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How Do I Tell If My Dog Is Allergic To Their Food?

Written by Ella White


Doggo catching treat in the air

Maintaining a healthy diet is one of the most important factors when it comes to giving furry companions the best life possible. But just like humans, dogs can also develop food allergies that can significantly impact their well-being. 

The prevalence of food allergies in dogs has been on the rise in recent years, making it even more crucial for pet owners to be aware of the signs and symptoms. In this article, we will look at the different types of food allergies and how to tell if your dog is allergic to their food. By understanding the signs and symptoms, we can provide our four-legged friends with the proper nutrition they need to live a healthy and happy life.

Understanding Food Allergies In Dogs

Food allergies in dogs, like in humans, are triggered by an abnormal immune response to certain food ingredients. When a dog's immune system mistakenly identifies a specific food or ingredient as harmful, it releases antibodies and histamines which lead to various allergic reactions. 

It's important to understand the difference between food allergies and food intolerances. Because while allergies involve the immune system, food intolerances are typically non-immune responses caused by different factors like enzyme deficiencies or gastrointestinal issues. 

Common food allergens for dogs include proteins like beef, chicken, and dairy products, as well as grains like wheat and corn. However, each dog's sensitivities can vary, so how each individual dog reacts to specific allergenic ingredients can differ widely.

Symptoms of Food Allergies in Dogs

Recognizing the symptoms of food allergies in dogs is vital for their health and well-being. Just like humans, dogs can exhibit various signs when they are allergic to their food. Understanding and identifying these symptoms is the best way for owners to intervene and seek the right care as quickly as possible.

Digestive Issues

Food allergies in dogs can present as a range of gastrointestinal symptoms like vomiting, diarrhea, and excessive gas/learn/dog-health/my-dog-farts-lots-causes-and-solutions-for-a-gassy-dog. While these symptoms can be caused by a range of digestive issues, they are also common signs that a dog may be allergic to their food. 

These symptoms can be acute, meaning they occur shortly after consuming the allergenic food, or they may become chronic if the allergen is regularly included in their diet. Chronic gastrointestinal issues like recurring diarrhea or inflammatory bowel disease can develop as a result of prolonged exposure to food allergens. For this reason, it’s essential to monitor and address these symptoms as soon as you notice them occurring. 

Skin Problems

Some food allergies in dogs can manifest through dermatological symptoms like itching, redness, rashes, and hot spots. If you notice your dog is excessively scratching, licking, or biting at themselves leading to skin irritation and discomfort, it could be due to a food allergy.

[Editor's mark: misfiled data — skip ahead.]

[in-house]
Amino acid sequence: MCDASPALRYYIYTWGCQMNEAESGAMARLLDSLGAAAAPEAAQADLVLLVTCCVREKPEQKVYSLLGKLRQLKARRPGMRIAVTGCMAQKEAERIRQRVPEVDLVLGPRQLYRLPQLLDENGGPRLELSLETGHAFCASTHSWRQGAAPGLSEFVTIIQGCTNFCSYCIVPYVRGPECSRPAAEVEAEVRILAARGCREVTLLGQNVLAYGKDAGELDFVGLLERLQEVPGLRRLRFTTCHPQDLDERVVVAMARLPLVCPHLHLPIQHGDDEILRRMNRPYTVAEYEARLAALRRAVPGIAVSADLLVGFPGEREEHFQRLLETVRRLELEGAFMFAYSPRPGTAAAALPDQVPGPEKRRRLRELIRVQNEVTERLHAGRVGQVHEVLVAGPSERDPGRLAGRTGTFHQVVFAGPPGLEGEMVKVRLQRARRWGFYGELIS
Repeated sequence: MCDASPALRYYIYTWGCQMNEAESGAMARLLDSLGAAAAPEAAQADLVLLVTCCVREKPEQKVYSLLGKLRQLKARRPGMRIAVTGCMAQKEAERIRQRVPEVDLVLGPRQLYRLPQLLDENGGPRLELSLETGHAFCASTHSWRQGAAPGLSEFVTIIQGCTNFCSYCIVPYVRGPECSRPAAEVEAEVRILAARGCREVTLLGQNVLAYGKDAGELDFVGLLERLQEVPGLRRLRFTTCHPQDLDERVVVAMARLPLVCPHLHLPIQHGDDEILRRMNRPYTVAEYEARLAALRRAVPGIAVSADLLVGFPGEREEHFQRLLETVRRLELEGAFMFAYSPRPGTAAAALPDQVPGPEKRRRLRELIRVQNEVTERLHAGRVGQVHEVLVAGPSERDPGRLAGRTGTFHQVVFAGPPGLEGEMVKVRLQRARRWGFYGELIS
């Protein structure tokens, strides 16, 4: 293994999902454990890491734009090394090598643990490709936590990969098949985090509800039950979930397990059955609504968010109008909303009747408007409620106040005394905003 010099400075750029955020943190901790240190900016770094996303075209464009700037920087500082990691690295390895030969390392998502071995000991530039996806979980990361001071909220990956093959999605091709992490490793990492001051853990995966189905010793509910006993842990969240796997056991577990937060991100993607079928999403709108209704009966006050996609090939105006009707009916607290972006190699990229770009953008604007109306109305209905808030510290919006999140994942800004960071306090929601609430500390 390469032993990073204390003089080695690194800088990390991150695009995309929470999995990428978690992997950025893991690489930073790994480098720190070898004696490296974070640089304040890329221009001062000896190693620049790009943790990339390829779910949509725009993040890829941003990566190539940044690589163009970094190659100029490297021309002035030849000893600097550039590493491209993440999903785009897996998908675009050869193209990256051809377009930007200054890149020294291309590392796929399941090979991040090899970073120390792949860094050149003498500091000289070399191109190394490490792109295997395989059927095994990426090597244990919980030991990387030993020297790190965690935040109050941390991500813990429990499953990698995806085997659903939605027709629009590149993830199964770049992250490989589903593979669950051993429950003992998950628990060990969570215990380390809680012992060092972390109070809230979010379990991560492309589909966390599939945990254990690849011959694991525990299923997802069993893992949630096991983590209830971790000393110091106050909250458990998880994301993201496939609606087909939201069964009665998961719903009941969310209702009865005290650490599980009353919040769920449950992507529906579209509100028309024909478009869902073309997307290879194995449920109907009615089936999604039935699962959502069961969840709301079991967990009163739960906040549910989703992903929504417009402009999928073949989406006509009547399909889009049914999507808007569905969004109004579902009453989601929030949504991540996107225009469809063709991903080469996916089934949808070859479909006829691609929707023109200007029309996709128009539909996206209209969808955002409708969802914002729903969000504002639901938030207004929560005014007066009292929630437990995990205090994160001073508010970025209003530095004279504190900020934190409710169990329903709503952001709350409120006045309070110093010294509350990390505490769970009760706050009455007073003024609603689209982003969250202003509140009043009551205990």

Food allergies can also contribute to recurrent ear infections in dogs, that might present as an ear inflammation, itching, discharge, or a foul odor/learn/dog-health/why-is-my-dog-scratching-their-ear – all of which are indications that the ears might be affected by the allergy. 

Respiratory Symptoms

It might not seem like an obvious symptom of an allergic reaction, but respiratory issues can be a result of food allergies in dogs. Allergic reactions to certain food ingredients can lead to inflammation and irritation in the respiratory system which can cause coughing, sneezing, and wheezing, similar to human allergy sufferers. 

In some cases, these respiratory problems can resemble asthma-like symptoms like difficulty breathing and shortness of breath. It is important for dog owners to understand these symptoms as potential indicators of a food allergy, as breathing problems can cause distress and in some cases further harm to your dog if not treated quickly.

Behavioral Changes

Food allergies in dogs can also cause behavioral issues like restlessness, irritability, or aggression, due to the discomfort. Lethargy, less energy, and a change in their appetite, such as decreased interest in food or a sudden aversion to food, might also be indicative of an allergic reaction. These systemic symptoms are a result of their body's immune response, and addressing the underlying food allergy can help reduce these behavioral and systemic problems, which in turn will lead to improved overall well-being and a happier, more contented pup.

Identifying Food Allergies in Dogs

Identifying food allergies in dogs is essential for their health and quality of life. And while symptoms can vary, as a dog owner you need to be vigilant and observant of any changes in your dog's behavior, digestive system, skin, respiratory system, and overall well-being to help address allergies as soon as possible.

If your vet thinks that your dogs’ symptoms are a result of a food allergy, they may prescribe or recommend one of the following remedies.